Cell Division and Cancer Group

Madrid, Spain

Cell Division and Cancer Group

Madrid, Spain

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News Article | July 11, 2017
Site: www.biosciencetechnology.com

Plk1 inhibitors have recently been acknowledged as an "Innovative Therapy for leukemia" by the US Food and Drug Administration (FDA). However, a study published in Nature Medicine by researchers from the Spanish National Cancer Research Centre (CNIO) suggests that prolonged use of these inhibitors can not only lead to hypertension issues but also to the rupturing of blood vessels and severe cardiovascular problems. The idea behind personalized medicine is knowing the function of each one of our genes and proteins and selecting the appropriate drugs against these proteins according to the alterations in each patient. In recent years, cell cycle regulator inhibitors, the process that controls the proliferation of tumor cells, have shown their usefulness in various tumors, such as breast cancer. Among the new drugs used in this strategy is volasertib, a Plk1 protein inhibitor, which has shown very promising results in acute myeloid leukemia and has recently been acknowledged as an "Innovative Therapy" by the FDA for its effectiveness against this type of tumor in clinical trials. "One of the problems we encounter when testing new drugs on patients is that we know very little about the real function of the protein they are targeting. And surprises are not good for the clinical development of these drugs," said Marcos Malumbres, coordinator of the study and head of the Cell Division and Cancer Group at the CNIO. His team wanted to study the actual function of this protein in mammals using laboratory mice as models. "Many of the proteins tested in clinical trials have been studied mainly in organisms such as yeast or flies or in human cells in cultures. However, these studies do not go far enough in identifying the relevance that a protein can have on a given organ," said Malumbres. To study the function of Plk1, the researchers generated a mouse strain with decreased levels of this protein. "It was amazing, half of the mice began to die from thoracic hemorrhages due to ruptured arteries," said Guillermo de Cárcer, a researcher at the CNIO and lead author of the paper. "One of the most striking findings was that the males died during the first night they spent with females in the same box. One of the situations that causes the highest rise in blood pressure in young males." Plk1 had been initially characterized as a protein that controls how cells multiply, which caught the attention of pharmaceutical companies who saw in it a new therapeutic target to slow down tumor growth. Several inhibitors of this protein are undergoing clinical trials to treat various types of tumors. One of these inhibitors, volasertib, has recently been acknowledged as one of the best therapies against acute myeloid leukemia. Like most chemotherapeutic drugs, volasertib causes some side effects that are still being studied. The team of researchers, including scientists from the Spanish Centre for Cardiovascular Research (CNIC), the Cancer Research Centre (CIC) at Salamanca, the University of Salamanca, and the London Research Institute (London), treated mice with low doses of volasertib for two months. Mice with low levels of Plk1 or that had been treated with volasertib did not have growth issues but they did display ruptured arteries and cardiovascular problems. These results indicated that arteries are even more sensitive to Plk1 inhibition than other tissues in adult organisms. In fact, the paper found that Plk1 is an essential protein needed to make the cells on the walls of arteries contract; a cellular movement that is responsible for maintaining blood pressure at acceptable levels. Cardiovascular problems and cancer are the major causes of morbidity-mortality in advanced societies. The involvement of Plk1 in controlling both processes will have a major impact on biomedical developments in the future. "Our data do not go against the use of Plk1 inhibitors in clinical treatments," said Malumbres. "Unfortunately, all drugs have some type of side effect. The problem is not being aware of them. We must study the biological functions of a protein very well and in appropriate models before using it as a target on people. This is the only way in which we will be able to use it correctly," concluded the CNIO researcher.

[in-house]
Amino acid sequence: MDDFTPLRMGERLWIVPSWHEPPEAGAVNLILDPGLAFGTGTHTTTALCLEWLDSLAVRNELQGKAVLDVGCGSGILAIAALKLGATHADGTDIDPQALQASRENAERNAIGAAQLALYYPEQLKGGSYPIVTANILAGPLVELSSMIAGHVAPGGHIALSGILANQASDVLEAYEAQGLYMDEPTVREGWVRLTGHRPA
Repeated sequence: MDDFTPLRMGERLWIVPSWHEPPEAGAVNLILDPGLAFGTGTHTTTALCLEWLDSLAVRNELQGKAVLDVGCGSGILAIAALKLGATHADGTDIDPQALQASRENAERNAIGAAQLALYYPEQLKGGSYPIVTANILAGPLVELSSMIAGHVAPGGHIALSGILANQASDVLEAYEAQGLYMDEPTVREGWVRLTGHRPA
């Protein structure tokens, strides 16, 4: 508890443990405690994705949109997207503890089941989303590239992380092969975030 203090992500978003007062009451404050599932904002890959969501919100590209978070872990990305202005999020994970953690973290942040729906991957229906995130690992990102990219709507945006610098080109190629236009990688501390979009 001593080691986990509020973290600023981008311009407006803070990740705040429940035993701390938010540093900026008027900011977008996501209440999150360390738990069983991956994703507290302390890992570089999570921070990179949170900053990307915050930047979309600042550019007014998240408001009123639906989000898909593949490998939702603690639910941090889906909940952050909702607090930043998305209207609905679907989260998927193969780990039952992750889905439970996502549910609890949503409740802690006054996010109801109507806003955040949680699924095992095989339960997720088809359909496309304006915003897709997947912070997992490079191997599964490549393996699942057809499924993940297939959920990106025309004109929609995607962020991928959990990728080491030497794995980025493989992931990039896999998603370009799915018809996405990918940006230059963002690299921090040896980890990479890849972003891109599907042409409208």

News Article | July 10, 2017
Site: www.eurekalert.org